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U.S. Customs and Border Protection withdraws proposal that would have correctly applied and enforced the Jones Act in the Gulf of Mexico

U.S. Customs and Border Protection (CBP), in a May 10, 2017 publication, announced its withdrawal of a proposal to modify or revoke several ruling letters pertaining to the application of the Jones Act - a proposal that would have corrected the agency's existing position, which essentially deems certain commercial merchandise transported in the Gulf of Mexico to be equipment used by the vessels carrying it, rather than cargo.

The CBP's proposal, originally published on January 18, 2017, was widely welcomed by the U.S. maritime industry and members of Congress as an action to right a decades-old wrong, create thousands of American jobs in the domestic maritime sector, and strengthen U.S. homeland security. American Maritime Officers was among those submitting comments for the record in strong support of the CBP proposal.

The CBP's decision to withdraw the proposal and to subject the modification or revocation of the agency's ruling letters pertaining to the Jones Act to a lengthy regulatory process drew a strong rebuke from the maritime industry and from members of Congress who supported the move to correctly apply the Jones Act in the Gulf of Mexico energy trades.

"The Administration's decision today to delay the revocation of letter rulings impacting the lawful enforcement of the Jones Act in the Gulf of Mexico is extremely disappointing," said Tom Allegretti, chairman of the American Maritime Partnership, a coalition of which American Maritime Officers Service is a member and which AMO supports. "This delay and move to a regulatory review process will damage our American mariners and domestic maritime industry, which is essential for U.S. economic security and job creation. The domestic maritime industry calls on President Trump and his Administration to take immediate action to return these jobs to our American mariners."

Congressman Steve Scalise (R-LA), majority whip in the House of Representatives, released the following statement on CBP's decision to withdraw its proposal:

"I am very disappointed in the announcement today by U.S. Customs and Border Protection regarding the Jones Act.

"CBP's action taken earlier this year took positive steps to finally enforce our nation's maritime border law, and correct decades of faulty private letter rulings that put foreign interests above those of American workers and American national security. In January, CBP was correct in announcing their view that many of these letter rulings were not consistent with or legal under the Jones Act. Unfortunately, it is mind-boggling why a new cumbersome regulatory process is necessary or even appropriate when the issue at hand simply involves the proper enforcement of existing law.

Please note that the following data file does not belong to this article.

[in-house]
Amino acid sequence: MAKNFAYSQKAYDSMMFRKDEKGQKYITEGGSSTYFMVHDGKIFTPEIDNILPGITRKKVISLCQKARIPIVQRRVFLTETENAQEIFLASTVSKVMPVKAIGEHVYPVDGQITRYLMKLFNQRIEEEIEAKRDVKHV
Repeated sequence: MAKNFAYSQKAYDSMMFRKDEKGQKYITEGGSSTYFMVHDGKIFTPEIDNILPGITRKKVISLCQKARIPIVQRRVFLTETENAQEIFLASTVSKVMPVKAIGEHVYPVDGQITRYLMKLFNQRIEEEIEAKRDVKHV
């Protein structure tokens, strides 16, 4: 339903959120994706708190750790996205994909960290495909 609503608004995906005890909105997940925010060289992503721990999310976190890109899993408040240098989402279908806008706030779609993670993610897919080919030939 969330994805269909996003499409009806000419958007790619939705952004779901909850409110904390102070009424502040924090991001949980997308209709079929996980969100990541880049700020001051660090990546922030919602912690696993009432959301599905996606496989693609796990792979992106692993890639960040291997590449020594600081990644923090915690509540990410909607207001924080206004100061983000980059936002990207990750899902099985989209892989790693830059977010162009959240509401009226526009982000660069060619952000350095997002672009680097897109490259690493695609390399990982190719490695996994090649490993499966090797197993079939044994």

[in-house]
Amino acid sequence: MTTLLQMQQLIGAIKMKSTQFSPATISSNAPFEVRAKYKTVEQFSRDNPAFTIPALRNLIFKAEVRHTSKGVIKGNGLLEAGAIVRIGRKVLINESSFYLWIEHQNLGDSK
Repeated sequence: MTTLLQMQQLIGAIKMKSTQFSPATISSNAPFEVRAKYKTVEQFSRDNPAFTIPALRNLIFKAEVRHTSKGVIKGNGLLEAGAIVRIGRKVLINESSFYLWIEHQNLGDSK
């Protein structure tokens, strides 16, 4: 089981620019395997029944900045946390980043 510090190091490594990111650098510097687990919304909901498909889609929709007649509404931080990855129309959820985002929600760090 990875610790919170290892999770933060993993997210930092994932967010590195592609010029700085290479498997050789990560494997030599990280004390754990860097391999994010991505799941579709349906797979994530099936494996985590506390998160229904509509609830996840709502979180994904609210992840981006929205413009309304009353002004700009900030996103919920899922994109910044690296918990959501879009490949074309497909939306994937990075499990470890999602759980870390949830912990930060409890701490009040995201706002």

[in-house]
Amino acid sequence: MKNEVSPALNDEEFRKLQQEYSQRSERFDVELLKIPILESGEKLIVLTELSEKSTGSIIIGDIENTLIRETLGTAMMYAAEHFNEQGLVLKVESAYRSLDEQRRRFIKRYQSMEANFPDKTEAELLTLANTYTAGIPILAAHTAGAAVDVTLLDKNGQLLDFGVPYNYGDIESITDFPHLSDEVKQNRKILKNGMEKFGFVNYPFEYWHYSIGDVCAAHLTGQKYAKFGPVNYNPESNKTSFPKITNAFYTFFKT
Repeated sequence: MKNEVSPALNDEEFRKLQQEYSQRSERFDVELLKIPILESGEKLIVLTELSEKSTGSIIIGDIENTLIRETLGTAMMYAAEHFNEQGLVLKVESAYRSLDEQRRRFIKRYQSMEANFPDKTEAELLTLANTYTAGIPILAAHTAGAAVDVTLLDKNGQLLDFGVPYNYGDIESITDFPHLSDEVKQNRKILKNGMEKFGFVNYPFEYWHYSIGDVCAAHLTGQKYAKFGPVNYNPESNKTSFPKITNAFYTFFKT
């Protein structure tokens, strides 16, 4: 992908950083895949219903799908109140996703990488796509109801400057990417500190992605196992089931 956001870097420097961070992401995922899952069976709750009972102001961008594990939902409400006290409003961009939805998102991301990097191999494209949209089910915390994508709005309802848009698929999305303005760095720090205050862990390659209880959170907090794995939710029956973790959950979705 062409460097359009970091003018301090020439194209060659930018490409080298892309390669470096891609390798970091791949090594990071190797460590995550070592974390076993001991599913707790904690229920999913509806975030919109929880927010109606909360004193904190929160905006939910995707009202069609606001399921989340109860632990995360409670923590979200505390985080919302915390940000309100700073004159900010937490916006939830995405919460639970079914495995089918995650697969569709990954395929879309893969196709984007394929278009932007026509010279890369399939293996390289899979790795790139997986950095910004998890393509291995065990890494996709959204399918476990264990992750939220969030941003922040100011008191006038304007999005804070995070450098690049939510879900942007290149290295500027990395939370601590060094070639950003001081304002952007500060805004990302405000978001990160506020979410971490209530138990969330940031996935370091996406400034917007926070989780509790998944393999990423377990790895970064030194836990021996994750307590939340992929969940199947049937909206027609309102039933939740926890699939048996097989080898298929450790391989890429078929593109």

"While some foreign interests may take issue with the Jones Act, it is the law of the land and is in place to ensure that America can protect our borders while also ensuring that only U.S.-flagged and crewed vessels can have access to our inland waterways so we can protect our national security. And to be clear, this is not just a coastal issue - if the Jones Act is undermined, foreign vessels and crews, even those who come from places that don't share our American values, could have access to the deepest interior of our country via our waterways.

"I urge the Administration to tread carefully in this process and to thoroughly consider its implications on our national security, and I am committed to doing everything I can to make sure that the Jones Act isn't undermined in this process."

Congressman Jeff Duncan (R-SC) released the following statement regarding CBP's decision:

"It is disappointing to see that U.S. Customs and Border Protection has reversed a ruling to enforce the Jones Act for foreign-flagged vessels operating in the Gulf of Mexico. By bringing foreign-flagged vessels with cheap labor to work in our nation's oil and gas fields in American territorial waters, U.S. law is being violated. This puts our domestic mariners at a direct disadvantage, hurting American jobs and American shipping. The claim that there just isn't enough U.S. shipping to provide for offshore energy operations ignores the fact that the reason these domestic mariners aren't competitive is directly due to the non-enforcement of the Jones Act. In addition to operating in ways contradictory to U.S. law, the vessels operated by foreign companies do not pay U.S. taxes, nor do their workers. This puts the American vessel owners and their crews at a disadvantage when competing for these contracts, as well as resulting in lost tax revenues for the U.S. government. It's long past time that we reverse these exceptions to the Jones Act, support American jobs and help Make American Energy Great Again."


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